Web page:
$.atmosphere.log('info', ["response.state: " + response.state]);
       $.atmosphere.log('info', ["response.transport: " + response.transport]);
       if (response.transport != 'polling'
         && response.state != 'connected'
         && response.state != 'closed') {

         if (response.status == 200) {
           var data = response.responseBody;

           try {
                var result =  $.parseJSON(incompleteMessage + data);
                incompleteMessage = "";

                 var i = 0;
                 for (i = result.results.length -1 ; i > -1; i--){
                         + response.transport + "] "
                         + result.results[i].from_user + " "
            } catch (err) {
               // JSON error (JSON message not complete)
               incompleteMessage = data;

In that case, it would be much better to aggregate the server side events until the JSON object has been fully constructed. With Atmosphere, all you need to do is to define a BroadcastFilter. Let’s use a simple example by aggregating String events:

public class StringFilterAggregator implements BroadcastFilter {
    private final int maxBufferedString;
    private final AtomicReference<StringBuilder> bufferedMessage
        = new AtomicReference<StringBuilder>(new StringBuilder());

    public StringFilterAggregator() {
        maxBufferedString = 256;

    public StringFilterAggregator(int maxBufferedString) {
        this.maxBufferedString = maxBufferedString;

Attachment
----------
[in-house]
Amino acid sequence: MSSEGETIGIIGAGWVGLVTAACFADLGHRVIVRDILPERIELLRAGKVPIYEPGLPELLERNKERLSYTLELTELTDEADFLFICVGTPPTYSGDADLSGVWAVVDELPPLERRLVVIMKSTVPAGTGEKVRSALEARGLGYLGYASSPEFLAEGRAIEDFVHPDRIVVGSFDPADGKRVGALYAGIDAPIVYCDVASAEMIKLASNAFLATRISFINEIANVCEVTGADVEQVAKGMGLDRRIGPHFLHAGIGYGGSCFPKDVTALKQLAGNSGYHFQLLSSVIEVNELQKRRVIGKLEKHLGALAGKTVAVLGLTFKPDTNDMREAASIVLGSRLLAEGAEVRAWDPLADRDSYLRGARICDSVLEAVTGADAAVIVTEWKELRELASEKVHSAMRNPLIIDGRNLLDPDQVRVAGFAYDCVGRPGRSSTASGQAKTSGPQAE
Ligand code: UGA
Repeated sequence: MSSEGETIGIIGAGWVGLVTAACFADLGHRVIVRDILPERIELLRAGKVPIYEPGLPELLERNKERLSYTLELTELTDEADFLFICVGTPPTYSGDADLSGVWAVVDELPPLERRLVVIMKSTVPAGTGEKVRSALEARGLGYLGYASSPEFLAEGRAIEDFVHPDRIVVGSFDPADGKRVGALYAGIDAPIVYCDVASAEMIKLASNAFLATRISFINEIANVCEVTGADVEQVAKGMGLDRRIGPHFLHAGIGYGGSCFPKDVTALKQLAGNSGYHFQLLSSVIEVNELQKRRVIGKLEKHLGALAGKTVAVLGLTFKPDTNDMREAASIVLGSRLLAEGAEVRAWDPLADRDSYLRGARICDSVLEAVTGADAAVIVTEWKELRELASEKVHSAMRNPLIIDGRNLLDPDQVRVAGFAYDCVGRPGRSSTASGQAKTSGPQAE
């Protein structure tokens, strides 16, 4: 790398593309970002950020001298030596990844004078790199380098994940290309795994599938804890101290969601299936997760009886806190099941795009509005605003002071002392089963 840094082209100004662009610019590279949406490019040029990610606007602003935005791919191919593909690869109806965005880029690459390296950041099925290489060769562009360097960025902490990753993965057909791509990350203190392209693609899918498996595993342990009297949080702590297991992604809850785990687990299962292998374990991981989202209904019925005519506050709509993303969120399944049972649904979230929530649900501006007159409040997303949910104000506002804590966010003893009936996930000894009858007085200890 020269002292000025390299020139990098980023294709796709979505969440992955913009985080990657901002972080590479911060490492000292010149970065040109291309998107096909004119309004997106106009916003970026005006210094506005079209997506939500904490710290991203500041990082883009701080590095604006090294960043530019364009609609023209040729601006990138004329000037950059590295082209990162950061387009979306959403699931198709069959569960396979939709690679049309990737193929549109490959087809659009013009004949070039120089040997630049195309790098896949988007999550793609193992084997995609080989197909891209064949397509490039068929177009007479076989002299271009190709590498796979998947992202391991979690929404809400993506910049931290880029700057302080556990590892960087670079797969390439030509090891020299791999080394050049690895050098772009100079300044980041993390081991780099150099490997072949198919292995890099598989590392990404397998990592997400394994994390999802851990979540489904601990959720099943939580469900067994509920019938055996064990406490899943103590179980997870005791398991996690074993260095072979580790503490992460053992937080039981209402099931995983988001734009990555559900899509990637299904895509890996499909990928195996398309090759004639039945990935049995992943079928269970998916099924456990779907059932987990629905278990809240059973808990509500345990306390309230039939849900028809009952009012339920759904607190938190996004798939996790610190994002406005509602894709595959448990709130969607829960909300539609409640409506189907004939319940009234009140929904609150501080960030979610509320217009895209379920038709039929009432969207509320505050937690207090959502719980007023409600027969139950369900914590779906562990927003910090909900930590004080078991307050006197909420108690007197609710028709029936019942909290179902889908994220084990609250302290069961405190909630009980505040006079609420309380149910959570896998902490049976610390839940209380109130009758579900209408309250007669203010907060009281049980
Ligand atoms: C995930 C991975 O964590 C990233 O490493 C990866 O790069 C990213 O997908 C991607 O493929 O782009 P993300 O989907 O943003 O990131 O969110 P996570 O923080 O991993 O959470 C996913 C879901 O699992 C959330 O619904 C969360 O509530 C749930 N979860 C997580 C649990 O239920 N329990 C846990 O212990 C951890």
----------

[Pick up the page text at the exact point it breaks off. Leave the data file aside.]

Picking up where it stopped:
public BroadcastAction filter(Object message) {
        if (message instanceof String) {
            if (bufferedMessage.get().length() > maxBufferedString) {
                return new BroadcastAction(ACTION.ABORT, message);
            } else {
                message = bufferedMessage.toString();
                bufferedMessage.get().delete(0, bufferedMessage.get().length());
                return new BroadcastAction(ACTION.CONTINUE, message);
        } else {
            return new BroadcastAction(message);

All we need to do is to add our Filter to the Atmosphere’s Broadcaster.

    public Broadcastable aggregate(@Context Broadcaster bc) {
         bc.getBroadcasterConfig().addFilter(new StringFilterAggregator());

        return new Broadcastable(bc);

So now every time an events gets broadcasted, the String will be aggregated until it reach the limit, and only when the limit is reached the write operations will be executed. That can significantly improve the performance of your application.

For any questions or to download Atmosphere Client and Server Framework, go to our main site, use our Nabble forum, follow the team or myself and tweet your questions there! You can also checkout the code on Github.

Categories: Atmosphere, Comet, JQuery, Websocket
  1. Brice
    August 5, 2011 at 4:07 pm

    Isnt’ there a typo in the StringFilterAggregator code sample ?

    if (bufferedMessage.get().length() > maxBufferedString) {

    should read
    if (bufferedMessage.get().length() < maxBufferedString) {